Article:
Porn again :: Author sheds sex, lies & videotape past
It's taken years and a series of public scandals for former Marine turned celebrated author, Rich Merritt, to exorcise the many demons from his "Secrets of a Gay Marine Porn Star" past.
"I was so tired of living in fear that people would find out about me," he says, phoning from his apartment in the Hell's Kitchen neighborhood of Manhattan.
"Hiding and secrets were such a big part of my life, especially as someone who came from a Fundamentalist Christian background," remarks Merritt, author of the new novel "Code of Conduct." "You get used to hiding and you start repressing stuff in your life that you don't need to repress. Suddenly it all comes crashing down."
Weeks before receiving an honorable discharge from the United States Marines in 1998, Merritt was featured as an anonymous source in a New York Times Magazine feature called "The Shadow Life of a Gay Marine." His story, which struck an emotional chord among the thousands of closeted officers in the military forced to keep their orientation a secret, tapped into the downside of the "Don't Ask, Don't Tell" debate.
In Feb. 1999 after leaving the military, Merritt was then outed by The Advocate magazine in a salacious cover story called "The Marine Who Was Also a Porn Star." The Advocate piece, which debunked Merritt's status as a gays-in-the-military poster boy and featured photos from a series of eight adult movies he shot as porn star Danny Orliss, added fuel to a fire that had been blazing within Merritt for years.
"When the Advocate called me and asked if I did porn, I freaked out," he recalls, adding that the same magazine that condemned his "sexual impropriety" is a sister publication to a slew of skin mags including Freshmen, Unzipped and Torso. "At the time it was pretty devastating. I mean, I'm from a small town in South Carolina with a population of 1,400. Within six weeks after the story came out I started doing ecstasy which led to even more problems. I was devastated."
While pursuing a law degree at the University of Southern California, Merritt decided to embrace his porn-star past and expose the hypocrisy of the gay media and the military by publishing his own tell-all memoir, "Secrets of a Gay Marine Porn Star."
"Every five years or so, the Marines have to deal with a gay porn scandal, which continues to this day, and they handle it by shutting it up and pushing it out the door as quickly as possible," he says. "The flip side to the story is how do they find out about the porn? It means that someone has to admit to having watched the videos."
When the Advocate made a big deal about his skin-flick secret, Merritt says he felt "gay bashed" on the cover of the widest-circulation gay magazine in the U.S.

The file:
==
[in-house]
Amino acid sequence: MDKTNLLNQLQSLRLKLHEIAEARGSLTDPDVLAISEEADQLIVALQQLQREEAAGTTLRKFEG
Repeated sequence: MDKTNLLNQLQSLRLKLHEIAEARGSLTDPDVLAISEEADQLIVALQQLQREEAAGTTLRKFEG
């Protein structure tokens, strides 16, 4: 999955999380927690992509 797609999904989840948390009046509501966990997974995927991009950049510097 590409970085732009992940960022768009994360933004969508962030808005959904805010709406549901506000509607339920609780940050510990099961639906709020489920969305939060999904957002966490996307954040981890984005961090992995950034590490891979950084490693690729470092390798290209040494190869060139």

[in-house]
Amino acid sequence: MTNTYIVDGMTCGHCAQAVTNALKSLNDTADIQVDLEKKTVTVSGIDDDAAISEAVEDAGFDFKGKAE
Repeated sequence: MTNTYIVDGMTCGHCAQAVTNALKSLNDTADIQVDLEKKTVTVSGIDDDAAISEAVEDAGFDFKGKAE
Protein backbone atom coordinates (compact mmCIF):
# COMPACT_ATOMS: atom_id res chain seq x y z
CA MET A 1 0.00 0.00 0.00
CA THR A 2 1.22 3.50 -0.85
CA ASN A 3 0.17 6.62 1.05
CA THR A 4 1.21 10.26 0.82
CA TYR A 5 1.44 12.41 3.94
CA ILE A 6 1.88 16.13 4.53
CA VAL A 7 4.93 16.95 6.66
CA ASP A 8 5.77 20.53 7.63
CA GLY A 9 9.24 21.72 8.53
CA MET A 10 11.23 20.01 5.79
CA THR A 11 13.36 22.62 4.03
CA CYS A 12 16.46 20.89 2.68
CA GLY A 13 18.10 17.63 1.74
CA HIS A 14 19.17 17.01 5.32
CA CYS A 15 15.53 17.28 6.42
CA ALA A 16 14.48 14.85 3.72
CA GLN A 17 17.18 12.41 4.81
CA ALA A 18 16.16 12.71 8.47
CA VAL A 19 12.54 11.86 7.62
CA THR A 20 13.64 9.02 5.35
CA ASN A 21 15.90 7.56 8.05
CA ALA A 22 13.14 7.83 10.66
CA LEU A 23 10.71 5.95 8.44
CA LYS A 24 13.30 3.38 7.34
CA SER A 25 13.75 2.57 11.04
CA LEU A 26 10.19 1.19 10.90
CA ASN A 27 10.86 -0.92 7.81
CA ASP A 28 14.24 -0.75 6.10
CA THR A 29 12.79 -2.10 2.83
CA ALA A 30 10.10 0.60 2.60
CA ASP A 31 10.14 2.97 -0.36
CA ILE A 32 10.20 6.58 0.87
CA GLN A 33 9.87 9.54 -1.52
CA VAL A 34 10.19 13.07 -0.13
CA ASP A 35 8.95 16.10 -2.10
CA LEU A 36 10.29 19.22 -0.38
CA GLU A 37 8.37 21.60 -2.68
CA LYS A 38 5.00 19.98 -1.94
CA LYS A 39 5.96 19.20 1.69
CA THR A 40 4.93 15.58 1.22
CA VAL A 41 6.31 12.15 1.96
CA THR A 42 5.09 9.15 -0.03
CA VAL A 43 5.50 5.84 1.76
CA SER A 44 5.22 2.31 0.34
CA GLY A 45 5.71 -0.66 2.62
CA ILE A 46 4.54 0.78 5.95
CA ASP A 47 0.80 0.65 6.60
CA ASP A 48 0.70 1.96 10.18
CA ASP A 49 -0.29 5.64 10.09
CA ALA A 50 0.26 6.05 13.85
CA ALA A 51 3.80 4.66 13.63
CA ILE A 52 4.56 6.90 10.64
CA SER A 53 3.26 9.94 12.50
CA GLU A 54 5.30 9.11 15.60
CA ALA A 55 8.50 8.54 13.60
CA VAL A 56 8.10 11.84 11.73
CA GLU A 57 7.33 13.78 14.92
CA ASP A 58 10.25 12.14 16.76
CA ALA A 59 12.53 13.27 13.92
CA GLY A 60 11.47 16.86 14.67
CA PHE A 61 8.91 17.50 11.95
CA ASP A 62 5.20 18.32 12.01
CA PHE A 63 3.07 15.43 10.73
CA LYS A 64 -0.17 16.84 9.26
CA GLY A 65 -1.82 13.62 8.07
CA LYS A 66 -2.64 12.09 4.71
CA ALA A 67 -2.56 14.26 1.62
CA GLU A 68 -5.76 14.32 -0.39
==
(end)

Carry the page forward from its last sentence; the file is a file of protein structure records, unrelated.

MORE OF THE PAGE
"With the Advocate, I figured they would eventually find out about it but they wouldn't care," he responds. "Maybe I was na?ve, but I didn't think the gay community would care that I did porn. I was wrong."
Merritt unveiled his tell-all book, "Secrets of a Gay Marine Porn Star," in 2005. At the time, the former Marine was working as a lawyer at Powell Goldstein in Atlanta. While the firm knew about his sexual orientation, Merritt wanted to come out of the closet about his porn past and felt it was important to be up front and honest with his supervising attorney.
According to Merritt, they fired him a few days later. The firm's human resources director told him that, because of the book, they didn't believe he'd be able to serve his clients up to the firm's standards.
"In a city like Los Angeles, you walk into a bar and a handful of the gay men there have done porn," he says. "I guess in a conservative city like Atlanta, that's not the case."
Merritt, who now lives a "boring, domestic life" with his boyfriend and continues to practice law in NYC, says his career has consistently been impacted by society's hypocritical love-hate relationship with the adult entertainment industry.
"We live in a society that represses sex so much that porn has become such a huge industry because it's something you can do in private," he says. "But the same people who denounce porn as dirty and unmentionable are the same people who tend to publicly repress sex and try to make it a dirty little secret."
Merritt continues, "I thought the gay community would be different, but they're not."
With the controversy surrounding his porn-star past out in the open, the 40-year-old author hopes the focus will shift to his experiences with "Don't Ask, Don't Tell," a topic he explores at length in his sophomore effort, "Code of Conduct."
"I'm hoping that once the two presidential nominees are picked, the gay and lesbian community will realize that 'Don't Ask, Don't Tell' is a much better issue for us to push than gay marriage because the public is on our side with this one. Unfortunately, the public is still not on our side when it comes to gay marriage."
In hindsight, Merritt says he has no regrets (well, sort of) about his porn-star past.
"If I had to do it all over again, knowing what I know now, I would not have done the porn," he concludes. "But I hesitate using the word 'regret,' because I really like where I am now in my life. I can finally, after all of these years, admit that the porn part of my past helped me get to where I am now ... and for a long time I couldn't."